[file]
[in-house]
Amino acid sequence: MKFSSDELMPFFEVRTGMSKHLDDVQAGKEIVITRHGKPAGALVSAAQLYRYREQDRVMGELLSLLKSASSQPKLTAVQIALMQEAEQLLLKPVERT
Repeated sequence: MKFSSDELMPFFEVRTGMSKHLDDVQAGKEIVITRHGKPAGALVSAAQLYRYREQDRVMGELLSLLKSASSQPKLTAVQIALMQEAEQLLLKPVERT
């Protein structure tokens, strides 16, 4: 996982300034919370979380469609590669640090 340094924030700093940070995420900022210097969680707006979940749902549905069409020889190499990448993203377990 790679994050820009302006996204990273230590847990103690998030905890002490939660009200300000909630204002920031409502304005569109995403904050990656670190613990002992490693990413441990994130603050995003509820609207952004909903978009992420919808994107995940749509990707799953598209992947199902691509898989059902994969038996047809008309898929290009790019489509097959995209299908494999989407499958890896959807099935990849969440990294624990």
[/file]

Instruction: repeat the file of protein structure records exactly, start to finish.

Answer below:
[in-house]
Amino acid sequence: MKFSSDELMPFFEVRTGMSKHLDDVQAGKEIVITRHGKPAGALVSAAQLYRYREQDRVMGELLSLLKSASSQPKLTAVQIALMQEAEQLLLKPVERT
Repeated sequence: MKFSSDELMPFFEVRTGMSKHLDDVQAGKEIVITRHGKPAGALVSAAQLYRYREQDRVMGELLSLLKSASSQPKLTAVQIALMQEAEQLLLKPVERT
């Protein structure tokens, strides 16, 4: 996982300034919370979380469609590669640090 340094924030700093940070995420900022210097969680707006979940749902549905069409020889190499990448993203377990 790679994050820009302006996204990273230590847990103690998030905890002490939660009200300000909630204002920031409502304005569109995403904050990656670190613990002992490693990413441990994130603050995003509820609207952004909903978009992420919808994107995940749509990707799953598209992947199902691509898989059902994969038996047809008309898929290009790019489509097959995209299908494999989407499958890896959807099935990849969440990294624990």